Patrick McCutcheon (Anthropology & Museum Studies)
Morphometrics analysis of stone tools emphasizes the use of metric data to capture information about tool attributes, such as shape. These techniques are still under development, with some adapted for less reduced tools and others making use of prohibitively expensive technology. This project developed a morphometric analysis technique that is more accessible and attuned to more reduced tools. The artifacts used come from a teaching collection of 18 projectile points from the mid-Columbia River Valley in Kittitas County, Washington. We compare a novel technique to two pre-existing approaches. Our research objective is to identify morphological attributes whose presence, frequency, and distribution are shaped by natural selection in contrast to those traits influenced by cultural transmission. The comparative methods fell short of identifying shape trends but some data suggested there are greater differences in variation around the haft elements than those of the blade and point. The novel method indicated blade shape was a functional element influenced by natural selection and hafting was a stylistic trait influenced by cultural selection.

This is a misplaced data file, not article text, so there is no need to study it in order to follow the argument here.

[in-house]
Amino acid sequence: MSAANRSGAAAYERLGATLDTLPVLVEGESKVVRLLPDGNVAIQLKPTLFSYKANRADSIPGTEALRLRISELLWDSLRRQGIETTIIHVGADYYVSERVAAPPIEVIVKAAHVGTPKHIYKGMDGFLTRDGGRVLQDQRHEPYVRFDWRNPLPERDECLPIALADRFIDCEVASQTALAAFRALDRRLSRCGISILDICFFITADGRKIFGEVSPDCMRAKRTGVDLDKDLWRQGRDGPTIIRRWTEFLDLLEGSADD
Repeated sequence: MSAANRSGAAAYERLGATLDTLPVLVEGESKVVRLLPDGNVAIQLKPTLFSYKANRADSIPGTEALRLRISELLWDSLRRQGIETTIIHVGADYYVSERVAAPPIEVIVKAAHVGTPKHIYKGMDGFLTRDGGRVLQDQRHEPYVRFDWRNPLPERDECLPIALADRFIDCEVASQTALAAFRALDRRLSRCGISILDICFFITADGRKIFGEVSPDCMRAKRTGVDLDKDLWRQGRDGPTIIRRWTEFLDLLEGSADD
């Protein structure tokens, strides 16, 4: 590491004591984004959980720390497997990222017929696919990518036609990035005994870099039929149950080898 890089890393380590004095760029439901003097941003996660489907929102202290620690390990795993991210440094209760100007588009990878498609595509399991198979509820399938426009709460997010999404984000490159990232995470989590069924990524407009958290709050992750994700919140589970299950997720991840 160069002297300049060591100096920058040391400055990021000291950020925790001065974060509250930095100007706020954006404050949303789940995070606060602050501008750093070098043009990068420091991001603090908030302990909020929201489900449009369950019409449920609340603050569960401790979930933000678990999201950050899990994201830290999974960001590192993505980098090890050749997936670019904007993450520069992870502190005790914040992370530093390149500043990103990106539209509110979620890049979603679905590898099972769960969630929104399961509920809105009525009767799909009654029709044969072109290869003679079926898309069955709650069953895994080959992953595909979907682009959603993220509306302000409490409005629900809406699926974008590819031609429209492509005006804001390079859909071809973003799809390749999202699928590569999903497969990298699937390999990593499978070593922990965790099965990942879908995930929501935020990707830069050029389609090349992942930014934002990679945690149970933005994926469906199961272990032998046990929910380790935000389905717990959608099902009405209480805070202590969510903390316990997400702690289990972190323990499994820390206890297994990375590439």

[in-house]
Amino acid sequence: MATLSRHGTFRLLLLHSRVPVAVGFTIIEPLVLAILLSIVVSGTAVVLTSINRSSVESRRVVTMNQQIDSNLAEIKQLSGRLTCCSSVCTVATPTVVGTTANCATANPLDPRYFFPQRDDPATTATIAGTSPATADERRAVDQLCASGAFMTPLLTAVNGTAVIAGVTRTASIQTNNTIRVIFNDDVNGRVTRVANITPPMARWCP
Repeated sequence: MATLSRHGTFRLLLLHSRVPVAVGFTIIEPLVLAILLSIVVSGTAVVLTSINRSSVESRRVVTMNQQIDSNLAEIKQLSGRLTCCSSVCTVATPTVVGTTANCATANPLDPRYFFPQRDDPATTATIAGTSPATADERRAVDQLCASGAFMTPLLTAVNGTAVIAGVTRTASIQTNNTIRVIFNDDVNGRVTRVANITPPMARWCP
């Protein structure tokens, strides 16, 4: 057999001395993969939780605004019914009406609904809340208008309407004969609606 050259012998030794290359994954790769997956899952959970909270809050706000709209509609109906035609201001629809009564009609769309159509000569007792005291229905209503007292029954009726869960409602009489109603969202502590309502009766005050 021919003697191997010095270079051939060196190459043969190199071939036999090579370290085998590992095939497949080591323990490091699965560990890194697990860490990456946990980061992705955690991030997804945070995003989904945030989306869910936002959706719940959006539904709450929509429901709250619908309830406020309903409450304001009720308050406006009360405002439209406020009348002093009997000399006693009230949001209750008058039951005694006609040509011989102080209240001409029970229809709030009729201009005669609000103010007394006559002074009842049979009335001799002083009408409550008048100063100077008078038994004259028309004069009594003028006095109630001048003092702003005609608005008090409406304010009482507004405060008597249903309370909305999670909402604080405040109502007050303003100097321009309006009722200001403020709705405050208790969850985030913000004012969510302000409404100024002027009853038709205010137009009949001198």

Keywords: Morphometrics, Archaeology, Tools